VOL. 8 | NO. 50 | Saturday, December 5, 2015
Civil Asset Forfeiture: 'It's a State License to Steal'
SAM STOCKARD | The Ledger
The drugs in Kathy Stiltner’s car were over-the-counter antacids. The $12,000 in cash was from an inheritance. Still, police took the money – quite legally – and are still fighting to keep it, even after the drug charge was dropped.
It’s a story playing out in Tennessee and across the United States as law enforcement is allowed to seize cash and property without having to charge them with a crime.
And it’s attracted an unlikely coalition – the ACLU, the conservative Beacon Center and the Koch brothers political activism arm Americans for Prosperity – trying to persuade legislators in Tennessee and other states to change what they see as a law with “serious due process issues,” according to Hedy Weinberg, executive director of ACLU-Tennessee.
Stiltner was originally stopped on suspicion of drunk driving in July 2014. Even after Sevierville Police dropped a drug charge (antacids) against her in General Sessions Court and conceded she owned the money legitimately, the state still tried to keep the cash using Tennessee’s civil asset forfeiture law, says her attorney, Bryan Delius of Knoxville.
“It was an absolutely absurd power grab by the Department of Safety,” Delius says.
Stiltner’s East Tennessee case provides ammunition for groups across the political spectrum that want to repeal the state’s civil asset forfeiture law – or modify it dramatically – to provide more protection for people and stricter reporting requirements for law enforcement.
Currently, Tennessee law allows police to confiscate and keep property without ever charging the owner with a crime.
In the Stiltner case, police authorities took her cash with the justification that it had been involved or could be involved in illegal activity at some point. In essence, the property is charged with a crime, and if retained by law enforcement, is used in crime prevention.
Joe Bartlett, who heads Tennessee’s asset forfeiture legal division, pushed for forfeiture in the Stiltner case, saying the Sevierville Police and the judge who issued the forfeiture warrant didn’t have authority to return the money, Delius says.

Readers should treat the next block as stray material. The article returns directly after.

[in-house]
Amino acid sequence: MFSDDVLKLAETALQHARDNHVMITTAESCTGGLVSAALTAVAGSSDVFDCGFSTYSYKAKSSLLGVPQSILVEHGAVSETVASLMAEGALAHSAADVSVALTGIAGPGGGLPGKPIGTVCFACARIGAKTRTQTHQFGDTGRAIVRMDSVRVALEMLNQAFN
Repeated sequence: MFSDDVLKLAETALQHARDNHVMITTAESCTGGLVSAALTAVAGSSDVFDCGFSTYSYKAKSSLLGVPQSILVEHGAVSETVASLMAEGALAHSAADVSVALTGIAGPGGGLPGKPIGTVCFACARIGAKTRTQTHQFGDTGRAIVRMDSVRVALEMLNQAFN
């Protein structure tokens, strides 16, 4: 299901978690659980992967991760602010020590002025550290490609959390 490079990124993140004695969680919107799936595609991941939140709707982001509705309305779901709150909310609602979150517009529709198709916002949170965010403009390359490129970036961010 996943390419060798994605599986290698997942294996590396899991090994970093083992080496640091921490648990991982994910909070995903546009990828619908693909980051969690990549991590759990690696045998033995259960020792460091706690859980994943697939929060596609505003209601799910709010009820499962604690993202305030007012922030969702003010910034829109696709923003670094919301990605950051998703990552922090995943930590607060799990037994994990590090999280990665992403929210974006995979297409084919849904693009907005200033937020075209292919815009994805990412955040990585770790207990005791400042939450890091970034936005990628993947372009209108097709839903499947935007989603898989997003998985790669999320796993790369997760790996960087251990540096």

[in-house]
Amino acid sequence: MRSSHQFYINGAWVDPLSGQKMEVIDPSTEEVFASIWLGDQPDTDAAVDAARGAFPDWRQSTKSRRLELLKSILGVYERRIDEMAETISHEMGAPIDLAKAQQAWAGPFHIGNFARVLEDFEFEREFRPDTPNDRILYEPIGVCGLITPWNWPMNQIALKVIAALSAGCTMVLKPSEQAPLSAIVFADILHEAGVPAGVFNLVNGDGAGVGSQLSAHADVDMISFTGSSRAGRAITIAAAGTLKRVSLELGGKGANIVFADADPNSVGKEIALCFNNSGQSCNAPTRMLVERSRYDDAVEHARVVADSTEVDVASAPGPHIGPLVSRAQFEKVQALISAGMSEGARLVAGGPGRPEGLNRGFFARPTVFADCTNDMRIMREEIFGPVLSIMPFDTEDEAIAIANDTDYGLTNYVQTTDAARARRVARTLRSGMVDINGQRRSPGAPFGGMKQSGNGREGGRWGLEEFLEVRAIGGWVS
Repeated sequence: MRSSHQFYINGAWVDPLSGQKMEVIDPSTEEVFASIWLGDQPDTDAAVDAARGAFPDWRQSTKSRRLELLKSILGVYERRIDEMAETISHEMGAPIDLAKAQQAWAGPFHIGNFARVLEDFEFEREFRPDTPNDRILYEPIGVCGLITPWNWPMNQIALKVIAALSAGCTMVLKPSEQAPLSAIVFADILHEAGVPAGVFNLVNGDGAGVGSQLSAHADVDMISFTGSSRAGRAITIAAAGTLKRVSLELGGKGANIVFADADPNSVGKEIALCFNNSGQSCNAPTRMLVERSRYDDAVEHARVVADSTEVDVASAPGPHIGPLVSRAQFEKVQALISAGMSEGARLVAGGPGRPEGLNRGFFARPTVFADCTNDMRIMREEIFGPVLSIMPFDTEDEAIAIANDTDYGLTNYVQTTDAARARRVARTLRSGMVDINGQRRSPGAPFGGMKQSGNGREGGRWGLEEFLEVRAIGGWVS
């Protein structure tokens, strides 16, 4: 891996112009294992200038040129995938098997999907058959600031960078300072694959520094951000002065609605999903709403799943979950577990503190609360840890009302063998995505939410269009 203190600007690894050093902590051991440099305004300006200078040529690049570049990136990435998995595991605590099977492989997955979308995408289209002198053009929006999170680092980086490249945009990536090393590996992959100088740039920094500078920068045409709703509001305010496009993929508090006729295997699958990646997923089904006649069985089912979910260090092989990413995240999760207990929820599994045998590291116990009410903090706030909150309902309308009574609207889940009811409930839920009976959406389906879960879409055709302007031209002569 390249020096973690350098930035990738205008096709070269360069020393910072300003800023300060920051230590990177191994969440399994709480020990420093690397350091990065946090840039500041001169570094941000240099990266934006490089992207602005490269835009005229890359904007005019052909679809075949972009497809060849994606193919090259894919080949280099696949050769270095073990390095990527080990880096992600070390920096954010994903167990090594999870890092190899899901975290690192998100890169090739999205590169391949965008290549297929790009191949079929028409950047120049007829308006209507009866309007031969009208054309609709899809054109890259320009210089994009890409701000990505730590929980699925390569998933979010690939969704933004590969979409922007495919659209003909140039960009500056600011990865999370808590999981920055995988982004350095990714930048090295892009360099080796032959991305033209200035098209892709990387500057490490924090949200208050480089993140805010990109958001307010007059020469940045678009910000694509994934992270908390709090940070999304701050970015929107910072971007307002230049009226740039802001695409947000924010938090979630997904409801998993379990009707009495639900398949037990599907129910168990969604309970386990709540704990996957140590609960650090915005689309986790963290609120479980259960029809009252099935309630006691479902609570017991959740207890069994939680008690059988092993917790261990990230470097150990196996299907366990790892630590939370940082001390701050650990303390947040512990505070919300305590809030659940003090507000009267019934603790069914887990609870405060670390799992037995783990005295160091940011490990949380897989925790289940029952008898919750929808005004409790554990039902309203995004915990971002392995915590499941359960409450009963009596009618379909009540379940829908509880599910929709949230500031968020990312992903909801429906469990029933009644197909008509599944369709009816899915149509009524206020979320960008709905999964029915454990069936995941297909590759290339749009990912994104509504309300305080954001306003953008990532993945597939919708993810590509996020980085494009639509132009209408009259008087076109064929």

The state attorney also argued in court Stiltner was lying about the cash and pointed to a 2006 crack cocaine possession conviction against her as proof it was connected to drugs.
A Knoxville administrative law judge ruled in Stiltner’s favor, saying she could continue efforts to keep her money. Stiltner won yet another round, Bartlett was set to appeal the decision but then dropped it, according to Delius.
Furthermore, judges who handled the case were “furious” with the state’s position it held the ultimate authority to return the property, Delius says.
State gets D-
With national debate shifting on civil asset forfeiture, the Institute for Justice is giving Tennessee near-failing grades for its laws, according to a new report, Policing for Profit.”
“Tennessee has appalling civil asset forfeiture laws,” the report states, earning a D-minus. It points out Tennessee laws:
• Set a low bar for forfeiture without a conviction required.
• Provide limited protections for innocent third-party property owners.
• Sent as much as 100 percent of proceeds directly to law enforcement budgets.
State law doesn’t require reporting of civil assets forfeited, but figures provided by the Tennessee Department of Safety and Homeland Security show law enforcement agencies forfeited almost $86 million in seized cash from 2009 to 2014, not including vehicles, boats and other items, the report shows.
Tennessee law enforcement agencies also netted $69 million from the U.S. Department of Justice in seized asset proceeds between 2010 and 2013, most of it stemming from joint task forces and investigations, which aren’t affected by U.S. Attorney General Eric Holder’s move in early 2015 to eliminate federal civil asset forfeitures.
Holder’s decision did not affect joint federal-state operations or seizures by local law enforcement done under state law.
Besides Delius, attorneys across Tennessee are frustrated by the process, which requires a lower standard of proof for cash and property to be taken than for a criminal case conviction.
“It’s a state license to steal,” says Darwin Colston, a Murfreesboro defense attorney.
The idea behind changing the law isn’t to help criminals get out of a pinch, he says. Rather, it is to keep law enforcement from abusing the system and taking money, vehicles and other items from people, some of whom are never charged with wrongdoing.
Cookeville attorney Jason Hicks questions whether the law is designed to take money out of the hands of drug dealers or to fund law enforcement.